During the 38th session of the Human Rights Council IFOR delivered an oral statement addressed to the Human Rights Commissioner condemning the targeting of conscientious objectors in Turkey and Russia. IFOR maintains a connection to the Turkish Conscientious Objector’s Organization VR-DER Vicdani Ret Dernegi, through our partners, the European Bureau of Conscientious Objection, and War Resisters International. In 2016, VR-DER held an event in honour of those that have refused, on grounds of conscience, to be recruited into the armed forces,. This led to the co-Chair of the organisation being summoned to answer charges of “making propaganda for terror”. IFOR denounced this and similar aggression directed towards nonviolent movements by the Russian Federation.
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Lithuania reintroduced conscription to military service in 2015 for males 19 years of age and older. Although the government provides alternative to service, IFOR submits a report to the Human Rights Committee expressing concern about the ways these alternatives are militaristic in nature. These alternatives illustrate the way government institutions often circumvent the international right to conscientious objection.
On Friday, May 18th, A special session of the Human Rights Council on the current situation in Gaza took place at the United Nations in Geneva. High Commissioner Zeid Ra'ad Al Hussein denounced the violence and called for the creation of a Commission Of Inquiry. Many states condemned the attacks in Gaza. IFOR joined several NGOs condemning the attacks. In IFOR’s statement, our representative spoke in support of Israeli conscientious objectors and condemned the Israeli Defense Force, and the U.S. Government, holding them as the most responsible for the atrocities that were committed.
IFOR submitted a report on the status of the right to conscientious objection in Israel to the attention of the Country Report Task Force on Military Service in Israel for the 123 Session of the Human Rights Committee.
From the report: "The Israeli Defense Force (IDF) is organized as a citizen's militia. In principle, men and women alike are required to perform obligatory military service, almost always starting on leaving school at the age of 18, and subsequently to report for one month's active reserve duty, until the age of 40 for men and for women until marriage, pregnancy or age 38. In practice, only Jewish Israelis and men from the Druze community are affected. Other "Arab Israelis" are not called up and the Ultra-Orthodox have also in the past benefited from a variety of exemptions. There is however no effective legal provision governing cases of conscientious objection to military service."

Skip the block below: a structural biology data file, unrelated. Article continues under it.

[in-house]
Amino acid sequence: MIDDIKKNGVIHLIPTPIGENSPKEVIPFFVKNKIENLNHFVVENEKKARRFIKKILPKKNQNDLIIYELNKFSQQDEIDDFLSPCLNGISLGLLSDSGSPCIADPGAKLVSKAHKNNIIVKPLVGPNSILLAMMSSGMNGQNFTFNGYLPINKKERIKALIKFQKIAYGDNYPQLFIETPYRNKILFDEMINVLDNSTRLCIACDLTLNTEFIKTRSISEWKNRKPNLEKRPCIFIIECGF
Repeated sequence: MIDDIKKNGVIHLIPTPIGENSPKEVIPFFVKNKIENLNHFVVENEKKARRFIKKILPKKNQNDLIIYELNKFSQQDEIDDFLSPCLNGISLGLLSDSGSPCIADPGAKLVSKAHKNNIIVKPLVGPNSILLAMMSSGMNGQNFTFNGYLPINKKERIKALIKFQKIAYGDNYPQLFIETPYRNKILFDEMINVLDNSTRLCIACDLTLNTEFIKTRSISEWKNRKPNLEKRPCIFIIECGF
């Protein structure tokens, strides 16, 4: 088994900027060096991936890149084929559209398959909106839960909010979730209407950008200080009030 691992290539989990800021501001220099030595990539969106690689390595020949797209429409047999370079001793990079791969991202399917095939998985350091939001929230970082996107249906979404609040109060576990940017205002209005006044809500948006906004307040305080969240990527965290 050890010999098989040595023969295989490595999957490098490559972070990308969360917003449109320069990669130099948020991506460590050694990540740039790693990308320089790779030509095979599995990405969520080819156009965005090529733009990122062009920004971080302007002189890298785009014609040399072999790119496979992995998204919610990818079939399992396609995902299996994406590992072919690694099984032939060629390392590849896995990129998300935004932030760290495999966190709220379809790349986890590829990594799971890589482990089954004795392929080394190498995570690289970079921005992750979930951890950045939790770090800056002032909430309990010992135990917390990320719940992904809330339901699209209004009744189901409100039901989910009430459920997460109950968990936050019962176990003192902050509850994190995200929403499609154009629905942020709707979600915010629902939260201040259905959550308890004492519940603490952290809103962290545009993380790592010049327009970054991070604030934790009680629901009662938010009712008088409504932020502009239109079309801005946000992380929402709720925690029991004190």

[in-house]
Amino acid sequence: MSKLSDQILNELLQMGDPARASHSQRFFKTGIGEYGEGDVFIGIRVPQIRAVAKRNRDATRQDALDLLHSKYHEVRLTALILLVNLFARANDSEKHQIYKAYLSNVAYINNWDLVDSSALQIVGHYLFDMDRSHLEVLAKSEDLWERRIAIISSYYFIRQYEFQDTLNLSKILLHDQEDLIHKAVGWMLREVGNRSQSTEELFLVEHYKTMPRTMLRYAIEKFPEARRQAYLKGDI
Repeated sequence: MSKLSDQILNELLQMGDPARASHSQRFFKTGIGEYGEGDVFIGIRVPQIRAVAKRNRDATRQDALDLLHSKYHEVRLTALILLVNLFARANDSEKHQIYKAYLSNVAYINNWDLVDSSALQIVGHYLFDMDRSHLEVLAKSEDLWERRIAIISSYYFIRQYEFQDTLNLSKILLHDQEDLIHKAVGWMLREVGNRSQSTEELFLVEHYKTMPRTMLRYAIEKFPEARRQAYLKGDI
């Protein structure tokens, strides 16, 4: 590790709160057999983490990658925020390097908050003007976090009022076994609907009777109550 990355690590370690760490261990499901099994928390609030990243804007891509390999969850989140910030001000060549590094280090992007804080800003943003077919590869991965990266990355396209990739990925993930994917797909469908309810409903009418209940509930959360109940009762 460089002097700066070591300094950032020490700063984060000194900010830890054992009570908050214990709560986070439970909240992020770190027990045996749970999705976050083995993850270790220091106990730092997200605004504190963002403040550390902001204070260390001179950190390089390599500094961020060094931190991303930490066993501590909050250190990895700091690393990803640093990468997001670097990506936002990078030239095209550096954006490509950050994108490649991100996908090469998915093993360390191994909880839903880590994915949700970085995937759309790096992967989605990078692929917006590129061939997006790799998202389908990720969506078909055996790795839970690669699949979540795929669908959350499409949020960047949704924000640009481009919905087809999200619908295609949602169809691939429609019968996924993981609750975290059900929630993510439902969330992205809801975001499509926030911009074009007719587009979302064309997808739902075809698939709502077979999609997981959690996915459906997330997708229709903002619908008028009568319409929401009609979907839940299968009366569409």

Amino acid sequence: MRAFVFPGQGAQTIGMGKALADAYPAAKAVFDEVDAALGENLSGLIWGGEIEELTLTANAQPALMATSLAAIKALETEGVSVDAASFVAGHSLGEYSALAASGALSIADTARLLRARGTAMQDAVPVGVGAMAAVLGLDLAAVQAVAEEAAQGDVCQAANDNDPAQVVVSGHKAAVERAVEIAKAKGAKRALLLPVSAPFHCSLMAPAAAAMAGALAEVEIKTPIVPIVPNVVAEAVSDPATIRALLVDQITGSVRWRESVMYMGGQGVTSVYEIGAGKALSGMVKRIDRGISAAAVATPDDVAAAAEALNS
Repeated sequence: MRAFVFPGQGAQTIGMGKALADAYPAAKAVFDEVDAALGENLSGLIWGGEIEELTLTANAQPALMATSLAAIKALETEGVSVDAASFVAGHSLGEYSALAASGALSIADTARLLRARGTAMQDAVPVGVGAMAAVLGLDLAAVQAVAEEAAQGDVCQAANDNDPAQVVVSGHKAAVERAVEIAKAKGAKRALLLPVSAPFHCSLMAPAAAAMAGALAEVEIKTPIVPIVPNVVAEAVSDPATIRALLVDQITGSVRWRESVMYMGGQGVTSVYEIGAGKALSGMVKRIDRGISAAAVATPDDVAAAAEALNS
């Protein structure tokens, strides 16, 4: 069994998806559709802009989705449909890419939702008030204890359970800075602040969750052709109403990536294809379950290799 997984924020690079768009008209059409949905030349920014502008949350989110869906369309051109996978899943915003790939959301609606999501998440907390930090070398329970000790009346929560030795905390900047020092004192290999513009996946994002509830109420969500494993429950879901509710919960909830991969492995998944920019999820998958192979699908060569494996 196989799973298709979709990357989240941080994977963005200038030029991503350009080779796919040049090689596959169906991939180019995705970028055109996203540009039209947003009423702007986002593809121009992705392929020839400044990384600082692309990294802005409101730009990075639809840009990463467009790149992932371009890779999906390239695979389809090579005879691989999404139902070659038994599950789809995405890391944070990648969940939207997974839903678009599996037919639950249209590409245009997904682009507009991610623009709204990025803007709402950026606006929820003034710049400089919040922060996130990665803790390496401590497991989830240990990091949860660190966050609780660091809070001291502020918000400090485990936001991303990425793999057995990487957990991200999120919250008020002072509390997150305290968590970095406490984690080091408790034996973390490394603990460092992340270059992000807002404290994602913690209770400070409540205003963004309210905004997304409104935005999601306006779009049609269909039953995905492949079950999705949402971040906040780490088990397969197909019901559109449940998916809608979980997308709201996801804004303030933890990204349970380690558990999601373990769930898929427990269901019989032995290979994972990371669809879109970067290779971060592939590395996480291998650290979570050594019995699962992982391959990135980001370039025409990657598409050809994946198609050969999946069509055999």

To read IFOR's Full Submission Click Here.
IFOR's Representatives to the United Nations in Geneva worked closely with the dedicated international observation program supported by several IFOR branches known as FOR Peace Presence, to describe ongoing attacks on conscientious objectors and human rights defenders in Colombia. On February 2, they submitted a statement to the United Nations Human Rights Council about the ongoing situation in Colombia.
July 03-28, 2017 IFOR's Representatives to the United Nations in Geneva attended the 120th Session of the Human Rights Committee. This synopsis is taken from notes provided by IFOR's Fellow in Geneva, Martina Lanza.
The HR Committee reviewed the implementation of civilian and political rights in Switzerland, Liechtenstein, Honduras, Mongolia and Swaziland. IFOR attended the meetings on Switzerland, Honduras and Mongolia reviews.
From June 6-23 IFOR's Representatives in Geneva attended the 35th Session of the UN Human Rights Council. IFOR's Representatives Derek Brett, Hans Ulrich Gerber and IFOR Fellow Martina Lanza worked with IFOR's members and contacts around the world to provide make oral statements, submit written statements and host side events during the council.
On March 22, during the general debate following the UN High Commissioner for Human Rights' report on the situation of Human Rights in Colombia, IFOR delivered a statement that spoke to the experiences of its members in Colombia.
The statement was delivered by IFOR Fellow Martina Lanza and it underlined our concern for the ongoing attacks against human rights defenders and on the militarization of the country, even after the peace accords. To read the full statement please click here.
(video of the remarks can be viewed here).
IFOR has deep relationships with human rights defenders in Colombia. IFOR is represented in Colombia by SERPAJ-Colombia and IFOR branches from Sweden, Austria, U.S., and the U.K. work collaboratively to provide protective accompaniment to human rights defenders in several regions of the country. The coordinated work of IFOR Austria, U.S. and U.K. is organized as FOR Peace Presence. IFOR members have accompanied the Peace Community of San José de Apartadó for the past 15 years.